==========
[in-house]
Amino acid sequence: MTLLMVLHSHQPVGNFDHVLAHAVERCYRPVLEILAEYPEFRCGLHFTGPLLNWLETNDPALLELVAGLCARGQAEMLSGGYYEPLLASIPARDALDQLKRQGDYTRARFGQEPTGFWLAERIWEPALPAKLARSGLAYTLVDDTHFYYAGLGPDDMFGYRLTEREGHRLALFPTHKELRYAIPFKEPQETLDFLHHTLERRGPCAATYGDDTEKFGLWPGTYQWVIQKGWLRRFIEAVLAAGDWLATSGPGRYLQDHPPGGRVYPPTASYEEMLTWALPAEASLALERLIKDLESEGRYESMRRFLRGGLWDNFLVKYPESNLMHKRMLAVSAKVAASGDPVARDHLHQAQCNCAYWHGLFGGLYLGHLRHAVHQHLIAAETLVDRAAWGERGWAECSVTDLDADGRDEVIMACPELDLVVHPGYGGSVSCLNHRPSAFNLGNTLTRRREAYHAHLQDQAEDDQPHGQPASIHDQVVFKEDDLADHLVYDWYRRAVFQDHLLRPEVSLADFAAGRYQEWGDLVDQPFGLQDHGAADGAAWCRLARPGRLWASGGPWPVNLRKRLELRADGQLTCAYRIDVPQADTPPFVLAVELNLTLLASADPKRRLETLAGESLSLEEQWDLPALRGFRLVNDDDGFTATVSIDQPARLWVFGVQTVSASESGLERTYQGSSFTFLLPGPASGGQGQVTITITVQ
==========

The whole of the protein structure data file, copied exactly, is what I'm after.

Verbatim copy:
[in-house]
Amino acid sequence: MTLLMVLHSHQPVGNFDHVLAHAVERCYRPVLEILAEYPEFRCGLHFTGPLLNWLETNDPALLELVAGLCARGQAEMLSGGYYEPLLASIPARDALDQLKRQGDYTRARFGQEPTGFWLAERIWEPALPAKLARSGLAYTLVDDTHFYYAGLGPDDMFGYRLTEREGHRLALFPTHKELRYAIPFKEPQETLDFLHHTLERRGPCAATYGDDTEKFGLWPGTYQWVIQKGWLRRFIEAVLAAGDWLATSGPGRYLQDHPPGGRVYPPTASYEEMLTWALPAEASLALERLIKDLESEGRYESMRRFLRGGLWDNFLVKYPESNLMHKRMLAVSAKVAASGDPVARDHLHQAQCNCAYWHGLFGGLYLGHLRHAVHQHLIAAETLVDRAAWGERGWAECSVTDLDADGRDEVIMACPELDLVVHPGYGGSVSCLNHRPSAFNLGNTLTRRREAYHAHLQDQAEDDQPHGQPASIHDQVVFKEDDLADHLVYDWYRRAVFQDHLLRPEVSLADFAAGRYQEWGDLVDQPFGLQDHGAADGAAWCRLARPGRLWASGGPWPVNLRKRLELRADGQLTCAYRIDVPQADTPPFVLAVELNLTLLASADPKRRLETLAGESLSLEEQWDLPALRGFRLVNDDDGFTATVSIDQPARLWVFGVQTVSASESGLERTYQGSSFTFLLPGPASGGQGQVTITITVQ